We rarely go into the basement.
One of the things that can be said about a 150+ year old house is that there is often little reason to want to spend time in the basement. We are fortunate in that it has relatively high ceilings for a structure of this age, and that a prior generation was kind enough to lay down cement over the original dirt floor. Despite these facts, it's not an inviting place. It's damp, dirty, and mostly empty, except for the utilities.
It was a fluke that I went down there. We'd looked everywhere else for a particular dog coat, and I ventured down the very steep steps to see if, perhaps, it had been left down there last winter.
I found the coat.
I also found a huge mess.
There was a stream of water running from the southeast corner of the basement towards the drain on the north-central end. That stream was being fed from a spray coming out of the pipe that exits the pressure tank. Prior to this I had been wondering how I would spend my Sunday off.
Now I had my answer.
As with most rural homes, we are on a well. The well feeds into a pressure tank, which in turn provides water to the rest of the home. The well is, of course, under ground, and the water enters into the house in the basement. Since water doesn't especially enjoy going uphill, the pressure tank's job is to encourage it to do so, ensuring that one's daily shower is a successful affair instead of an exercise in disappointment.
Most of the water piping in the house is copper. However, the segment of pipe entering, as well as the segment exiting the pressure tank is galvanized steel instead. Galvanized steel eventually gave way to copper in most applications, but hybrid systems like ours - a legacy to the age of the home - are not unusual in homes of this age. Galvanization allows the piping to last considerably longer than untreated steel would, but it does eventually rust and rot away.
In this case, it had rusted sufficiently to result in a hole a few millimeters across, just above a T junction, and it was spraying across the floor. As a bonus the spray was almost perfectly aligned with the side of the dehumidifier. We have the dehumidifier set up with a hose so it runs continually, but the spray had managed to fill the device's bucket, so it was not running either - the water had free reign over the basement.
I have the unusual good fortune to have been raised in a family of plumbing/heating and cooling experts at Triple Service in Mendota, IL. I spent many a summer - often against my will - serving as gopher and ditch digger to men very skilled in the black art of plumbing. In that time I did manage to learn a thing or two (thanks Dad!).
A thing or two. To be clear, whenever I would make mention of anything suggesting I might be considering going into the family business my Dad would look thoughtful for a moment - I believe he was thinking back to the quality and speed of my plumbing work to date - and say "yeah - you ought to go to college".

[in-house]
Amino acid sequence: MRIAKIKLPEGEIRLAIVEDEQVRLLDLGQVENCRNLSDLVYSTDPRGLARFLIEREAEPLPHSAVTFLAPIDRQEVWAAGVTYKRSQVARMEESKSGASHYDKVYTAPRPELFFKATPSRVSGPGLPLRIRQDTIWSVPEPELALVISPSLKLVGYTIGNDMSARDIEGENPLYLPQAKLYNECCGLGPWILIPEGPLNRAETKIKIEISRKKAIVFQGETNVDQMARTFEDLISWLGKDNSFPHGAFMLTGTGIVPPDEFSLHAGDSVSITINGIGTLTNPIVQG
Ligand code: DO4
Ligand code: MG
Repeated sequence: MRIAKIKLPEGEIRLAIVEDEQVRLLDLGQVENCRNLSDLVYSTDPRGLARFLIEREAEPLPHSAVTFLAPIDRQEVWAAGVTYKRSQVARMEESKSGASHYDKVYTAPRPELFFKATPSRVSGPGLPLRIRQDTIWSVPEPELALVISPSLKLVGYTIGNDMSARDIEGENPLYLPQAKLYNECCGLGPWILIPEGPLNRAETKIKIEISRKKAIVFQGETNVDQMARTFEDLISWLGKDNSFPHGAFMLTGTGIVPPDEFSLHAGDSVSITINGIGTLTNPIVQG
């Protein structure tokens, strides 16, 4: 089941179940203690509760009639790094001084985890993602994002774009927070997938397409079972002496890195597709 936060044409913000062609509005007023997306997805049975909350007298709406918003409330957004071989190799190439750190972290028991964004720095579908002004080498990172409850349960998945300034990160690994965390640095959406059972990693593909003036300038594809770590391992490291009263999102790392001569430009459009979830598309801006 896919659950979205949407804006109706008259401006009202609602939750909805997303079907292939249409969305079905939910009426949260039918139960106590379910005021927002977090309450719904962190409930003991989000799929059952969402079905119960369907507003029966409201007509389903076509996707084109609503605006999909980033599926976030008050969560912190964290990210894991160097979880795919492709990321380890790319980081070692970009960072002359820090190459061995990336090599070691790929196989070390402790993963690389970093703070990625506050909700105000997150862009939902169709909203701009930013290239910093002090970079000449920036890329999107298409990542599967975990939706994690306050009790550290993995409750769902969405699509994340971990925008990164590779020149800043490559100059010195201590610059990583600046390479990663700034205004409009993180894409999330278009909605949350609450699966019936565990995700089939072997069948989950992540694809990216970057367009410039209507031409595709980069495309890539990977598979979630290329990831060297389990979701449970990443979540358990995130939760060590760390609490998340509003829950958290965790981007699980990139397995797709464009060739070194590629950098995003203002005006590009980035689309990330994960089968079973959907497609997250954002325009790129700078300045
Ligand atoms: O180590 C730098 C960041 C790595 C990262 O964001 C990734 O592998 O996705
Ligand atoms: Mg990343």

(Thanks again, Dad!)
Fortunately, this repair was within my less than artisanal-level skill set (with tech support from my Dad and brother). It involved only off-the shelf parts, and Stephenitch Do It Best Hardware in town had everything I needed. It did take me the better part of four hours to complete - I had to drive out to get the parts and move the water softener to get the pipes apart (and the whole time I'm painfully aware that my Dad and my brother could likely have done the whole job inside of an hour), but it all came together just fine.
It all makes me reflect - as I have many times in my adult life - upon just how valuable that time working as a plumber's helper truly was. I did go to college, and in fact ultimately spent a ridiculous amount of time there. Much to the dismay of my former teenage self my Dad proved to be right on this, as on so many other things.
And he clearly also knew that, no matter what you do in life, having some skills surrounding maintaining and repairing your home will always be valuable. My hands aren't plumbers hands - I have learned that I have to wear leather gloves every time I tackle a project like this for that very reason - but I can still handle projects like this, and that is an incredible bonus.
This event - and a part of our adventure with our extremely windy day on Valentine's 2015 - also illustrates a more practical concern. We are a small family, and this is a very big house. As such, there are areas that we rarely go into. Given the age of the house, this presents the very real risk of something failing and it being some time before we detect it. Clearly, we need to simply plan to check the "uncommon areas" periodically to make sure everything is okay.